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Tachinomi — popular Japanese bars, where one can only stand.

  • Sometimes the monopoly of the state — it is very good
Magnificent Railways (and public transport system), e-mail, which works like a clock, and excellent health are perfect examples of areas that are controlled by the state. It is difficult to imagine that private business would be better.

  • Arrogance is a Vice, and not "the second happiness»
Japanese society encourages modesty and does not like those who swing right. People wait in long lines — I got this — and no arguing and no yelling. Drivers do not behave aggressively on the road and God forbid anyone cut. There are no disgruntled votes, skeptical of sighs "what are you all stupid", arrogant attitudes and impenetrable expressions of the type "arms length". And traveler someday soon catches himself thinking that he's comfortable and wants more and more to breathe this air of tranquility.

  • The Japanese are great listeners
Before acquaint you with my valuable opinion, the Japanese will give to speak to you. And they know how to listen to great. To listen to others, and not seek to dominate the conversation is very important. So we cultivate tolerance and fairness, learn to respect other people's opinions. Japanese discuss the subject, no matter how topical it may be, and not argue with foam at the mouth, trying in any way to suppress the interlocutor.

  • The Japanese are alien to nationalism
Everyone deep down believes that his country is the best. So to prove to foreigners that your country is the best on earth, useless. And this "best country in the world" simply does not exist.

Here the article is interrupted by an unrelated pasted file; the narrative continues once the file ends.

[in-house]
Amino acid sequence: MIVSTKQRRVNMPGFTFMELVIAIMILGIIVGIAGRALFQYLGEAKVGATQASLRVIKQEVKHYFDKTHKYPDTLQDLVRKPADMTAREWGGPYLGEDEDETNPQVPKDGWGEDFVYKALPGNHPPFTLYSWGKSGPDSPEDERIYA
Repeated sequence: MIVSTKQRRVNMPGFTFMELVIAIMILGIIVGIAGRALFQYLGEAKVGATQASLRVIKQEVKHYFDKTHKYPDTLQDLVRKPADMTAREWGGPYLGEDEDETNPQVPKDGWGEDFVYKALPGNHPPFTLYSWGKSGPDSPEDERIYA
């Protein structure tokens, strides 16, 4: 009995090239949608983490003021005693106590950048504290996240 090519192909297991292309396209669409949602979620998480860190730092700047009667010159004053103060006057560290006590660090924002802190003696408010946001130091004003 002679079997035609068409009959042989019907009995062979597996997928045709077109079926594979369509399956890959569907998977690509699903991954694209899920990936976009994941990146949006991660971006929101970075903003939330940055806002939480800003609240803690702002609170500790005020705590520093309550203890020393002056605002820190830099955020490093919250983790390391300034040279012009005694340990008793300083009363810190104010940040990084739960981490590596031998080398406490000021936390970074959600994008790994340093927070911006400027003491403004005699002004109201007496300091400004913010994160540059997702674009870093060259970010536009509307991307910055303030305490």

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Fun street food in Tokyo — the doughnut in the form of Hello kitty, ice cream-fish.

  • Ganbaru (Ganbaru) — perseverance in achieving goals
In English (and in Russian) is not the word that is similar to the Japanese Ganbaru. Many of us will throw begun to discover that it takes more time and money than it seemed. In Japan, any business begin to bring it to fruition and make all efforts for this. Japan brings in people Ganbaru, just because it's acting all around.

  • The promise must be fulfilled
If Japanese is something you have promised to keep you one hundred percent sure that he will do it. And in any case will not forget! He will come to your event, even if outside the window pouring rain. Just not show up — it's unthinkable, but if it does not work, you need to call in advance and apologize or send someone in his place.

  • The Japanese are responsible citizens
During the world Cup in Brazil in 2014 Japanese fans impressed everyone with the unprecedented purity in their sector of the stadium. If you are familiar with Japan, it won't surprise you — people here always clean up every last piece of paper. In the season of admiring the cherry blossoms when the Japanese throughout picnics on the grass, you will not see a single disposable Cup, lying on the grass.

But if you invite guests, you can be sure that they will help to clear the table and even wash the dishes. The usual case, when the accountant pushing a broom in front of the office of the company, and the neighbors have shared Saturdays.

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The temple Daigo-JI in Kyoto.

  • Refined behavior and elegance
If I had to choose one word to describe the Japanese, I choose "elegance". All, regardless of background and income, behave exquisitely. No one, for example, will not poke a finger, pointing to interest of his thing, and will make an elegant hand gesture. This applies to all: they dress well — primarily out of respect for others, a welcome counter with a kind smile, but if you convey some thing, will not do it without looking, and definitely use two hands and a face.

  • The Japanese are never late
One of the important lessons that foreigners receive in Japan — precision, which is a manifestation of respect for others. Moreover, the Japanese accuracy leads to the fact that everything in this country — from mechanisms to people is reliable and efficient.

Photo preview of A Girl Eats World / Tumblr
Author Amy Chavez
According to the materials Rocketnews24

See also
15 things I learned after living two years in China
50 unexpected facts about Japan